I can’t explain why, but the hot-sauce racket seems particularly attractive to floggers who rely less on balance and unmuddled flavors than lame punnage, puerile sadism, and opportunistic gimmickry (see Crazy Mother Pucker’s, Ass Blaster, Sarah Palin Hot for V.P., et al). Maybe that unchecked proliferation of obnoxious (and noxious) sauce is like the punk rock of condiments (or is it black metal?). Sure, lots of people can do it, but their numbers are wildly out of proportion with those that do it well.
Mike Bancroft is the Ian MacKaye of hot sauce. For the past five years the founder of the youth arts education center Co-op Image has quietly bottled three varieties made from chiles grown in the group’s community garden. “Food is a vehicle for sauce, as cheesy as that sounds,” he says. “I care way less about what’s underneath the sauce.” An avid cook and gardener, Bancroft developed his initial formula with a combination of seven toasted chiles and a chocolate-walnut mole tweaked with tahini. The resulting potion is a complex, brick-red alchemy of deep smokiness and moderate heat and sweetness, tempered by a slight citrus tang (from lime zest). He also makes a thinner, hotter, carrot-based habanero sauce amped with the black seeds of the peron chili, and a thick roasted jalapeño variety that rates lowest among the three on the Scoville scale. They’re created in small batches for freshness, and packaged in recycled bottles labeled with the help of Bancroft’s home laser printer.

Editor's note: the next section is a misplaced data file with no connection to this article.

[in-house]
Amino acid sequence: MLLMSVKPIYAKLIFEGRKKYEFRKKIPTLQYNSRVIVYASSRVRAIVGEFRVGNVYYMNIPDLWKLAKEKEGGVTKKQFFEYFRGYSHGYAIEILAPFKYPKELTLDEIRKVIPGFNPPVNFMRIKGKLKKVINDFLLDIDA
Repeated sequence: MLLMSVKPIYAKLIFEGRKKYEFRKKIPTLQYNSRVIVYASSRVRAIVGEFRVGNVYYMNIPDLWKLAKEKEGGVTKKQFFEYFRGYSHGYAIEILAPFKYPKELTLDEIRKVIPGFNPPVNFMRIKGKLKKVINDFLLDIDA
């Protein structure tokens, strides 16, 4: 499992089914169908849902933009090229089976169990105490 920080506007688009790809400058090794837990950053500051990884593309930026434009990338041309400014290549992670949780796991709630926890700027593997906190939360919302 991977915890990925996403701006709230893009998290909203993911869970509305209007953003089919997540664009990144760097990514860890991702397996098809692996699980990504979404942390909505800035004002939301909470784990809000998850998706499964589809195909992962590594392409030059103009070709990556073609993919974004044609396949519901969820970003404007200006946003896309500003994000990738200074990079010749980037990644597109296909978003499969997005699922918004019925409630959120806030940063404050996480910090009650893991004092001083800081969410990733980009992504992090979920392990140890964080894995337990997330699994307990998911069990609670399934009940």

The group first began selling its sauces at the Humboldt Park farmers’ market, and as demand grew started supplying restaurants–Janik’s Cafe, Treat, Flying Saucer, and Madison’s L’Etoile currently. Between that and online sales together with other assorted venues such as the Lotus Keep Gallery, Co-Op sells enough to pay the rent on its Humboldt Park arts center and to help fund the teen-produced CAN-TV Chi-Town Chefs cooking show.
After all this time, I came across Co-op’s original formula for the first time at Birchwood Kitchen last week, and the bottle I snagged is nearly gone.